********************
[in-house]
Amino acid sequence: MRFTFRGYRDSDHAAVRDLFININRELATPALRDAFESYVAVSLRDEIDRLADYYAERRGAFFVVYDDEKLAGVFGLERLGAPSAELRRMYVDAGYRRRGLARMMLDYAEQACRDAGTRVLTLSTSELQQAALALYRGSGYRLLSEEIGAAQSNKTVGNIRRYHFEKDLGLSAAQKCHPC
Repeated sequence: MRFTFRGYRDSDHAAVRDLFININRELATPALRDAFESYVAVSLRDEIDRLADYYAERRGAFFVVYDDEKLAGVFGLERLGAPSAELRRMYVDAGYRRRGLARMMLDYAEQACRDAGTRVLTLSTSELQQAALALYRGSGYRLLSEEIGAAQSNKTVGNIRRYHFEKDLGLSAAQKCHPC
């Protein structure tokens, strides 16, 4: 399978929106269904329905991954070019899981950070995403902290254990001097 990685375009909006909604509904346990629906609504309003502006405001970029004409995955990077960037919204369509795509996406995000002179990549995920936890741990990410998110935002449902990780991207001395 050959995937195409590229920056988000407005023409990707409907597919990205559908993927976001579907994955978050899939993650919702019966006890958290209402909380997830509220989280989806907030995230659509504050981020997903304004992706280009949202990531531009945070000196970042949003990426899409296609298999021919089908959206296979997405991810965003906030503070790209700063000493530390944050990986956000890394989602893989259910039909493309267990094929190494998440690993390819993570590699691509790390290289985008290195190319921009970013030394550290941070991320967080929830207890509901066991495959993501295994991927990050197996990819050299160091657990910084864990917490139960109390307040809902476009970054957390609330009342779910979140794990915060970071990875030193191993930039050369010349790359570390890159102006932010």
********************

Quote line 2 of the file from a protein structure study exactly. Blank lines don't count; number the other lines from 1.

Amino acid sequence: MRFTFRGYRDSDHAAVRDLFININRELATPALRDAFESYVAVSLRDEIDRLADYYAERRGAFFVVYDDEKLAGVFGLERLGAPSAELRRMYVDAGYRRRGLARMMLDYAEQACRDAGTRVLTLSTSELQQAALALYRGSGYRLLSEEIGAAQSNKTVGNIRRYHFEKDLGLSAAQKCHPC